If there is one thing I love about the Disney Studios of the 1950s, it is their knack for releasing quality films that endure and are loved by generations. Cinderella gave them the kickstart they needed after the end of the Second World War and transformed the studios into what we know today – a multimedia enterprise focused on wholesome family entertainment.
However, Cinderella has had its time in the Disney Library Spotlight. Jump forward a year from 1950 to 1951 and it is the turn of Alice in Wonderland, another story that Walt Disney was adamant about adapting.
Whether we have read Lewis Carroll’s original literary classic or not, Alice in Wonderland is a story we all know. It’s ingrained in society and popular culture, and it is one story all of us – whether we’re readers, critics, film analysts etc – want to pick apart. It doesn’t matter if we believe that the wackiness behind the story is inspired by hallucinogenic drugs, that Lewis Carroll was sexually obsessed with Alice Liddell (the young girl who inspired Alice), or that Wonderland is a political allegory. We bask in its whimsy, its childhood innocence and imagination and simply enjoy Alice’s journey.
I personally love Alice in Wonderland though it is by no means a favourite. It is one film and story I have become engrossed in since childhood and I sometimes found myself identifying with Alice. She’s curious about her surroundings, questioning what is, and trying to make sense of everything. We’ve all done that and I did it a lot as a child, sometimes I still do. When I think about this, I can’t help being reminded of a quote from Clockwork Angel by Cassandra Clare:
There’s plenty of sense in nonsense sometimes if we wish to look for it.
This is Alice and us as a wider audience to a T.
We all want to make sense of Wonderland. Like I said above, we want to uncover it layer by layer until we find whatever it is that makes this story and film so popular and loved.
As a film, Disney’s Alice in Wonderland is arguably the most popular adaptation to date, yet it wasn’t loved by any of its producers or animators. Walt Disney hated it and he blamed its initial box office failings on Alice’s “lack of heart.” Other reasons are that it didn’t capture the atmosphere of the original novel and possess the quintessential Disney touch. Nowadays it is a huge cult classic and considered to be some of Disney’s finest work.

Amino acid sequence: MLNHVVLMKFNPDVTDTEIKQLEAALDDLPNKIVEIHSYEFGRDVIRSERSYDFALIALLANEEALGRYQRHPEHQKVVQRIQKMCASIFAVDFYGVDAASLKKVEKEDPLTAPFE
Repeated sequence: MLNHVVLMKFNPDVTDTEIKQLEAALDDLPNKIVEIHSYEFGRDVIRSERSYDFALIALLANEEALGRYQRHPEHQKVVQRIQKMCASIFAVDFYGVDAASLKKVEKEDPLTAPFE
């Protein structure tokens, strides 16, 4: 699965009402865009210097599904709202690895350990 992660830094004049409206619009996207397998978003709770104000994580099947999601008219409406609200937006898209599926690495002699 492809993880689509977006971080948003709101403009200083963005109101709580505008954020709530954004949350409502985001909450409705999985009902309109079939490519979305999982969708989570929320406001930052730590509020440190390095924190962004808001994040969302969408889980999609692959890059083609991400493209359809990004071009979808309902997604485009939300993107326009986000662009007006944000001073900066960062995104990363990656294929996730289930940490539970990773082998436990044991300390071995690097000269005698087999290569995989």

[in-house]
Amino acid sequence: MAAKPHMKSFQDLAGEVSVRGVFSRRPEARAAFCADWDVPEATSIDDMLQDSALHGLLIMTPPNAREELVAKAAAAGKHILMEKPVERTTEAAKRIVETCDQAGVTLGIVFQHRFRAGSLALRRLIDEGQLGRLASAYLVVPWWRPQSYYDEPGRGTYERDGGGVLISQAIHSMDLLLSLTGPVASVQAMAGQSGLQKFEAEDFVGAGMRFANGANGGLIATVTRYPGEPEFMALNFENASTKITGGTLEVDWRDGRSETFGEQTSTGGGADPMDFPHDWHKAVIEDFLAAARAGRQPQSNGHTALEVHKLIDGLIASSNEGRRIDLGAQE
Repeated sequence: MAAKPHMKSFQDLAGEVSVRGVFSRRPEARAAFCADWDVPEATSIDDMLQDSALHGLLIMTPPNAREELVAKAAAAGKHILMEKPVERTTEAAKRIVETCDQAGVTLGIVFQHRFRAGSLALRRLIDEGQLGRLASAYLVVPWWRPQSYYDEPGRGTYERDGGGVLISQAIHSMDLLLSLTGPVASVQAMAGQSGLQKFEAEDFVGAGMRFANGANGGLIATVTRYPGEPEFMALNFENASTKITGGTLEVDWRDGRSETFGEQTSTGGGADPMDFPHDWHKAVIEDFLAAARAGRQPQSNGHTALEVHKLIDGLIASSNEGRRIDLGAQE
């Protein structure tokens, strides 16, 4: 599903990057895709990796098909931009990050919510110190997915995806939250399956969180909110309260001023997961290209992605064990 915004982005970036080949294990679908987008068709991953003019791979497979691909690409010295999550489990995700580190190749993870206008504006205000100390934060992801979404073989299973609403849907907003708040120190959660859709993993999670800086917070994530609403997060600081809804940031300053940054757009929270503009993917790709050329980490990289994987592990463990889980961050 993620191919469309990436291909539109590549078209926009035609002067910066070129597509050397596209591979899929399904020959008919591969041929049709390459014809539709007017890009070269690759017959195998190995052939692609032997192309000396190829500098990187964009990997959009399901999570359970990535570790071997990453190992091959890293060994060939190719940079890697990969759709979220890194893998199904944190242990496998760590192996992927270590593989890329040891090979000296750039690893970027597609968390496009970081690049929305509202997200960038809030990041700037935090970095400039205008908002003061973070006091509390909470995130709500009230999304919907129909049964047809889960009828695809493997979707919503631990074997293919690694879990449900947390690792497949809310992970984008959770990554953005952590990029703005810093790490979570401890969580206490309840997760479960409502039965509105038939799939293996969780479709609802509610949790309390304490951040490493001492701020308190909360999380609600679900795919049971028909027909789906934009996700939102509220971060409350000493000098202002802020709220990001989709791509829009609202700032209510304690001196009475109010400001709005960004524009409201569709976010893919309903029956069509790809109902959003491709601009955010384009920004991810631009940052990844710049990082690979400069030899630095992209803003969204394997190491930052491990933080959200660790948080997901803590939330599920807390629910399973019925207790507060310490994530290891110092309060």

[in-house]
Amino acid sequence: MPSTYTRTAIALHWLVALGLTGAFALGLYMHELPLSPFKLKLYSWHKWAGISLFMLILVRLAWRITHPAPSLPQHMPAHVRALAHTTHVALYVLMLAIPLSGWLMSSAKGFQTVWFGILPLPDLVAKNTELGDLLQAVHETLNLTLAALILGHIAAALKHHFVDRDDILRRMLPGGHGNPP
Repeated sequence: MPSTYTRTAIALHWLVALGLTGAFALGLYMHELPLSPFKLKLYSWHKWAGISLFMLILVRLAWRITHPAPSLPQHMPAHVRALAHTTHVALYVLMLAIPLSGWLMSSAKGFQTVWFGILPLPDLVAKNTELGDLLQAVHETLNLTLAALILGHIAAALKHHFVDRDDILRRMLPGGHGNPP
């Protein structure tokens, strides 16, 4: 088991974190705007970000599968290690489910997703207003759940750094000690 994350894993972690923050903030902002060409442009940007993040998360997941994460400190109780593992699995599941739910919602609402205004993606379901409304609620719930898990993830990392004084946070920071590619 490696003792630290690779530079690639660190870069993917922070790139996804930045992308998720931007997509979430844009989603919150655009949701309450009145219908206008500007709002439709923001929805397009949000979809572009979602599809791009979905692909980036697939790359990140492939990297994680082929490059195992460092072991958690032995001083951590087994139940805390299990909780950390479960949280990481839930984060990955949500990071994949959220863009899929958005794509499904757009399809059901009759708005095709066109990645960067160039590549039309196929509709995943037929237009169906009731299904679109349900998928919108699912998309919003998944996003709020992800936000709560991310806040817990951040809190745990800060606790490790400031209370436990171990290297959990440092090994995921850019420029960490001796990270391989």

What helps it to stand out is Mary Blair’s design and artwork. Her modern and colourful style is perfect for the whimsical and imaginative world that Carroll created. In fact, it is a match made in heaven.
Its popularity today goes beyond the artwork, the nonsense characters, and the continuing success of the original novel. The Disney studios might not have liked it at the time, but I believe they’re the ones who have pushed it further into our own consciousness with its representation and presence in the Disney parks. Disneyland Paris, for example, has a huge part of Fantasyland dedicated to Alice in Wonderland!
There’s Alice’s Curious Labyrinth and the Mad Hatter’s Tea Cups. Characters such as the Cheshire Cat, The Mad Hatter, Alice, and even the Queen of Hearts have regular meet and greets near the entrance to It’s A Small World. They’re also really fun characters to be around in the park, especially Tweedle Dum and Tweedle Dee. Their interactions with guests and other characters put a smile on your face and remind you of how special Disney magic can be. They’re also popular in the parades, the most notable being the Once Upon A Dream Parade where we had an entire float dedicated to the film.
Whether Alice in Wonderland is one of our favourite films or not, we can’t deny its huge presence and popularity in society and popular culture.
So what do you think of Alice in Wonderland?
Have you tried to decipher its meaning?
Do you agree with Walt Disney’s original thoughts about it being the weakest film?
Thanks for reading and have a brazzle dazzle day!